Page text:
The film begins in 1981, seven years after homosexuality had been de-classified as a mental illness in North America. At the time there was a joyful feeling of progress and gay liberation. Then suddenly a mysterious new disease was killing gay men.
Initially called the “gay plague,” and “gay cancer,” the AIDS crisis became a shocking demonstration of deeply-rooted homophobia at the time. Thousands of gay men died before the media paid any attention or politicians publicly recognized the severity of the situation.
The LGBT film shares snap shots of the past that are seamlessly interwoven with personal interviews of those who were directly linked to Patient Zero, the man accused of spreading AIDS in North America.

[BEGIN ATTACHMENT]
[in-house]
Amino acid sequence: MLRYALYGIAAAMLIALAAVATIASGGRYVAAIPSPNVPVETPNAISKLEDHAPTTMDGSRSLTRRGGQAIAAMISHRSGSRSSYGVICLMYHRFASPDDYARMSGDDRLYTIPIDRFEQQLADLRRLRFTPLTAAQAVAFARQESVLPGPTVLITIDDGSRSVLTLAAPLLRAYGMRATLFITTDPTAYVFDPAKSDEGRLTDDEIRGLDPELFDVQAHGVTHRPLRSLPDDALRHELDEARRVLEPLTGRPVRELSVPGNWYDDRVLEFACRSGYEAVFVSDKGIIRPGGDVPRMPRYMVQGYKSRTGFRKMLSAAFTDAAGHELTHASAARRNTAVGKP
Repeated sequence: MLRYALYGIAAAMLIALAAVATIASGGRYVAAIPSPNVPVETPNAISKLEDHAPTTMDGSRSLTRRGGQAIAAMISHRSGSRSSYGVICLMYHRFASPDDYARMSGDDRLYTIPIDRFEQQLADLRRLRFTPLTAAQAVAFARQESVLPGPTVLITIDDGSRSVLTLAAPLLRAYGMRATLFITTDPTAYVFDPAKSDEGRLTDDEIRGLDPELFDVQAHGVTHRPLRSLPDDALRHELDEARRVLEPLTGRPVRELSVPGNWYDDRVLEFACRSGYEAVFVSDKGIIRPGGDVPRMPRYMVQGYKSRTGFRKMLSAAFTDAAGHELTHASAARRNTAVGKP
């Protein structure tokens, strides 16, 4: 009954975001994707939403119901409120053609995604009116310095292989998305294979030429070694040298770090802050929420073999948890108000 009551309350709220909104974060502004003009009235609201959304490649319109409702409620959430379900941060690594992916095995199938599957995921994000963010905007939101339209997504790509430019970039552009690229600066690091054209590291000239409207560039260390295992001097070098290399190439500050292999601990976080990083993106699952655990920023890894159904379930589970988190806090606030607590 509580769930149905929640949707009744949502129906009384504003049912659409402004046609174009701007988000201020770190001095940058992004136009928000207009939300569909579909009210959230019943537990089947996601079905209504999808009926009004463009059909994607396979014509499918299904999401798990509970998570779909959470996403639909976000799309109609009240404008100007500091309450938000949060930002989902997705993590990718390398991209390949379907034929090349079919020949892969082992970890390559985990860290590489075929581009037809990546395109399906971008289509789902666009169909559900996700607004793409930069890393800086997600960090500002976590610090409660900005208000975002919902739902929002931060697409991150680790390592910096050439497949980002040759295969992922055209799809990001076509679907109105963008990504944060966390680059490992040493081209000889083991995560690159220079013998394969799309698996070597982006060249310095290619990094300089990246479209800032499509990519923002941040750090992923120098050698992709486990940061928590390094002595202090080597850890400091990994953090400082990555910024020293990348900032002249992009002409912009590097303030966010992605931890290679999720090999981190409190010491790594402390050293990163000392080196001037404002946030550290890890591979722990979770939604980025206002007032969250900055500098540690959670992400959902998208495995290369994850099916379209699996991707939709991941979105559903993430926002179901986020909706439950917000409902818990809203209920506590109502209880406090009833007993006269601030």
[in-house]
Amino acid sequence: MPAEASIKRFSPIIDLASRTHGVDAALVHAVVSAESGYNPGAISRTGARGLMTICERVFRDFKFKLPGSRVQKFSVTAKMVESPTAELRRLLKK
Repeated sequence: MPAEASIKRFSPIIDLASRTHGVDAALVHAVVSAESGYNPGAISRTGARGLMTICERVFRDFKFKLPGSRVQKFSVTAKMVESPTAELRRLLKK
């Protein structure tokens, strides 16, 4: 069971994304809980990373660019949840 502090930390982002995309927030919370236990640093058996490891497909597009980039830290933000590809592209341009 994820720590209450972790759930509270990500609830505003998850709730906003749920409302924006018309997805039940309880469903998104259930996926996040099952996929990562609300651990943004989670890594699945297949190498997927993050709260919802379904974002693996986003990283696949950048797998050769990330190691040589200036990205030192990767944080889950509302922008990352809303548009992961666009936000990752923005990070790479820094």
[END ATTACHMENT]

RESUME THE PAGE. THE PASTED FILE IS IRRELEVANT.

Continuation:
The Quebecois Air Canada flight attendant was vilified as the embodiment of gay hedonism and promiscuity. In the early days, San Francisco locals referred to it as a “gay waiters disease,” and weird theories demonizing the use of poppers as the cause of the AIDS epidemic were rampant.
The Right Wing demonized the gay community with Christian fundamentalists shouting that AIDS was a punishment from God on the gay community. The short-lived gay sexual liberation movement crashed with conservatives who essentially dismissed their humanity, “this is the price you pay for what you are and what you do is wrong.”
When the book “And the Band Played On” was released, Patient Zero was outed and an LGBT hero’s contribution to fighting the epidemic was lost. While Patient Zero and his family were vilified in the press, in actuality, the Air Canada flight attendant shared a list of his sexual partners with Centre for Disease Control to help track and control the spread of the “gay plague.”